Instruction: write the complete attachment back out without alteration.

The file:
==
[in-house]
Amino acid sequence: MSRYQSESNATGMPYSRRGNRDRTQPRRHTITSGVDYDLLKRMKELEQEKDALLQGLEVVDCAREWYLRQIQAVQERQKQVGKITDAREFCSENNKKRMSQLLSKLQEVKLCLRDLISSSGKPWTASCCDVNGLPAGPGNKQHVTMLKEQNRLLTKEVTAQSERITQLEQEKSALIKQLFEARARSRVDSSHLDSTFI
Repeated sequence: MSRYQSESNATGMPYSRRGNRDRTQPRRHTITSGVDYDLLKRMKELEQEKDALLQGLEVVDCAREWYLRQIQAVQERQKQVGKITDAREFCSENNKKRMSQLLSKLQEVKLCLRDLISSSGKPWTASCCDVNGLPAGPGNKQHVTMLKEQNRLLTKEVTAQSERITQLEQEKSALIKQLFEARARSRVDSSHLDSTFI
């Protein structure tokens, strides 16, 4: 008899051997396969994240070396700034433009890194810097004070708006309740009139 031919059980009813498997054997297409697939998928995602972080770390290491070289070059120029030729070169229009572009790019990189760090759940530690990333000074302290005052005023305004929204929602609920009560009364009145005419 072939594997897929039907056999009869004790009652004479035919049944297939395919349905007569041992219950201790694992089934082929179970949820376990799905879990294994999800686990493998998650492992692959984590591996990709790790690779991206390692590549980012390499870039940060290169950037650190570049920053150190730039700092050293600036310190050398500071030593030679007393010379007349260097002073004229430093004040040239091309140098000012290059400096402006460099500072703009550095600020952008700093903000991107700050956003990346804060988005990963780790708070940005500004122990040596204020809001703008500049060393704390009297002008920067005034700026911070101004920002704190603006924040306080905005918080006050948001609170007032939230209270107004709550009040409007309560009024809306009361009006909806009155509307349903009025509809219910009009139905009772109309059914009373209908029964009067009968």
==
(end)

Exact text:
[in-house]
Amino acid sequence: MSRYQSESNATGMPYSRRGNRDRTQPRRHTITSGVDYDLLKRMKELEQEKDALLQGLEVVDCAREWYLRQIQAVQERQKQVGKITDAREFCSENNKKRMSQLLSKLQEVKLCLRDLISSSGKPWTASCCDVNGLPAGPGNKQHVTMLKEQNRLLTKEVTAQSERITQLEQEKSALIKQLFEARARSRVDSSHLDSTFI
Repeated sequence: MSRYQSESNATGMPYSRRGNRDRTQPRRHTITSGVDYDLLKRMKELEQEKDALLQGLEVVDCAREWYLRQIQAVQERQKQVGKITDAREFCSENNKKRMSQLLSKLQEVKLCLRDLISSSGKPWTASCCDVNGLPAGPGNKQHVTMLKEQNRLLTKEVTAQSERITQLEQEKSALIKQLFEARARSRVDSSHLDSTFI
């Protein structure tokens, strides 16, 4: 008899051997396969994240070396700034433009890194810097004070708006309740009139 031919059980009813498997054997297409697939998928995602972080770390290491070289070059120029030729070169229009572009790019990189760090759940530690990333000074302290005052005023305004929204929602609920009560009364009145005419 072939594997897929039907056999009869004790009652004479035919049944297939395919349905007569041992219950201790694992089934082929179970949820376990799905879990294994999800686990493998998650492992692959984590591996990709790790690779991206390692590549980012390499870039940060290169950037650190570049920053150190730039700092050293600036310190050398500071030593030679007393010379007349260097002073004229430093004040040239091309140098000012290059400096402006460099500072703009550095600020952008700093903000991107700050956003990346804060988005990963780790708070940005500004122990040596204020809001703008500049060393704390009297002008920067005034700026911070101004920002704190603006924040306080905005918080006050948001609170007032939230209270107004709550009040409007309560009024809306009361009006909806009155509307349903009025509809219910009009139905009772109309059914009373209908029964009067009968």